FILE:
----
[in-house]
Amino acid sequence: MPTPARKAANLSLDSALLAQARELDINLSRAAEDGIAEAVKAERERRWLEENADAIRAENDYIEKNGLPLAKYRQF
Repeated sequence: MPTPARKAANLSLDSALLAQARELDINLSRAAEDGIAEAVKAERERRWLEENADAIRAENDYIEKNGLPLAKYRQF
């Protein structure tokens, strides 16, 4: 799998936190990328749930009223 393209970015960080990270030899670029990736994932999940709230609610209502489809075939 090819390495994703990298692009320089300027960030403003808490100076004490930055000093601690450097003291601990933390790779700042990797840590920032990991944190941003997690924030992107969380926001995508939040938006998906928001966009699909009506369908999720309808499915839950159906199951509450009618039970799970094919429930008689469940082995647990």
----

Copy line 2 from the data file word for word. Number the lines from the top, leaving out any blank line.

Amino acid sequence: MPTPARKAANLSLDSALLAQARELDINLSRAAEDGIAEAVKAERERRWLEENADAIRAENDYIEKNGLPLAKYRQF